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Festivals, History & Culture

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Chinese New Year in Taiwan part two: Gift giving, etiquette and more

Last week  we talked about the logistics of experiencing Chinese New Year in Taiwan (Part one : Chinese New Year in Taiwan : The Six Days of Chinese New Year). This week, we’ll get down to the business of giving gifts, visiting etiquette and stuff like that. It might get confusing, so stick with us! The Red Envelope Perhaps no single item is as associated with Chinese New Year as the red envelope or hóng bǎo. Unlike the closest analogous holiday season to Chinese New Year in the west (December’s Christmas / Hanukkah / Kwanzaa period, or, if you’re not a fan of any of those, Seinfeld’s Festivus holiday) in which gifts between family members are usually store bought (or hand-made) items, in Taiwan the standard gift is money served in a perfumed red envelope. Generally, the traditional hóng bǎo flow is from old to young; youth are the beneficiaries of…

Christmas in Taiwan

Though Christmas isn’t an official holiday in Taiwan, folks around these parts are generally up for any excuse to engage in festivities so it hardly comes as a surprise that this most festive of western holidays has caught on somewhat on our predominantly Buddhist / Taoist / Tribal island nation. Signs of holiday festivities abound, from piped-in Christmas carols in most supermarkets (usually starting with typical Taiwanese decorum in early December, as opposed to the day after Halloween as is increasingly the case in the USA) to holiday decorations hung casually in coffee shop windows. (On a related note, we were particularly impressed with both the efficiency and cultural inclusivity demonstrated by this particular display recently spotted in the window of the Louisa Coffee Shop across from the Tzu Chi Buddhist hospital, combining expertly and efficiently iconography from both Halloween and Christmas.) While Christmas isn’t technically celebrated in Taiwan (it’s…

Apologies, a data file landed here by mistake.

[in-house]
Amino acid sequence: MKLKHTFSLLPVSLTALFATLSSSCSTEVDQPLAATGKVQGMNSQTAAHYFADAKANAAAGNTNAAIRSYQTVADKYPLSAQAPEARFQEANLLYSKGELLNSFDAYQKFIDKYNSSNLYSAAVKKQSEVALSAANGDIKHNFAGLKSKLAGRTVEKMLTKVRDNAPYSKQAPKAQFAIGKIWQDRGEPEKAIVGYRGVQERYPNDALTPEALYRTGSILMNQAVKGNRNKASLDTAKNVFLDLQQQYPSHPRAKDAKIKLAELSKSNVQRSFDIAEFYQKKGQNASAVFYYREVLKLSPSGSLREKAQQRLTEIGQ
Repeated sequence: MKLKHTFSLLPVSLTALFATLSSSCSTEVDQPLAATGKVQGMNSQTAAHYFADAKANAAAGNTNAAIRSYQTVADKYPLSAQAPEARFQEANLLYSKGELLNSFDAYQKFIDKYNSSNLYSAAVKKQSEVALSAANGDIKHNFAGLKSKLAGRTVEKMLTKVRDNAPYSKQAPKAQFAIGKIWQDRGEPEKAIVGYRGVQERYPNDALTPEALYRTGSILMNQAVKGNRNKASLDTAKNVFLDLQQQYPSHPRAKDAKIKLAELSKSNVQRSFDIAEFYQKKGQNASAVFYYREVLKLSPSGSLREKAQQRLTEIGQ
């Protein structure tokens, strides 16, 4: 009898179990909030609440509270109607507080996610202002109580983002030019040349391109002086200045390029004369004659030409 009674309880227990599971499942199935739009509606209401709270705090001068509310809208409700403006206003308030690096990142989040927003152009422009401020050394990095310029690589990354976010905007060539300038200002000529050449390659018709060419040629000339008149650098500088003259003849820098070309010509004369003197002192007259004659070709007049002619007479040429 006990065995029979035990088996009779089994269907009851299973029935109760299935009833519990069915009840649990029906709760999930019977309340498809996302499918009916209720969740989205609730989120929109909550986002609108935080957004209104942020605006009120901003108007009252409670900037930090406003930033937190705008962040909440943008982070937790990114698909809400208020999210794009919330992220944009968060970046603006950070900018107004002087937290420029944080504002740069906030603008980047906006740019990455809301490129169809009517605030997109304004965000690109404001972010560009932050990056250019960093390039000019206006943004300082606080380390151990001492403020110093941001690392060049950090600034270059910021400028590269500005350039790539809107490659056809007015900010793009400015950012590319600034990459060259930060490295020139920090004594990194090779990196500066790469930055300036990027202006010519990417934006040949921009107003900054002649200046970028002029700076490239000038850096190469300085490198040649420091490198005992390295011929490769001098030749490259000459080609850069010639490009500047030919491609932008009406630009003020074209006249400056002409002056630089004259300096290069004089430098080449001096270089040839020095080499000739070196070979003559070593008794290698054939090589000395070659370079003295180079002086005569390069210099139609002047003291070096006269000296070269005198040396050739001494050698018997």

Halloween in Taiwan

Halloween isn’t a traditional Taiwanese holiday. So why do general stores around the island stock up on costumes, candy, and items that clearly have little use outside of Halloween (fake severed limbs, rubber eyeballs and more) in October? The answer? Because Kids demand it! Which is kind of funny, because 25 years ago the only kids in Taiwan who really knew about Halloween were those who’d spent time in western countries or had expat English teachers who didn’t see any harm in getting their cram-school classes jacked up on sugar every October 31st. These days, most kids in Taiwan look forward to October 31st, though they call it Wànshèngjié (萬聖節 – or million spirits festival). Wànshèngjié in Taiwan isn’t quite the cultural phenomenon of Halloween in America, but it is a big enough deal to make hastily assembled displays complete with tons of candy and a few rubber eyeballs a…

Gong Xi Fa Cai ! How to Spend Chinese New Year in Taiwan?

 CNY holidays start from Jan 27th to Feb 1st, and 2017 is the year of rooster in chinese lunar calendar. During this time, there’re going to be many different kind of chinese traditional activities around Taiwan. If you happened to be in Taiwan these days, here are tips for you to be more like locals to enojoy Chinese New Year holiday! 1.Year-end Clean Up Before Chinese New Year, Taiwanese will spend days for year-end clean up. It means we get rid off all the bad luck during the past year and welcome a fresh new year. 2.New Year’s Shopping If you’re in Taiwan, do not miss markets for new year’s shopping in Dadaocheng! Not just food, but also candies and new year decoration. For foreigners, they are the perfect places for you to enjoy CNY atmosphere! 3.Gambling Taiwanese are crazy about gambling at CNY. Pokers, dice, and mahjong are the most common choices. Some…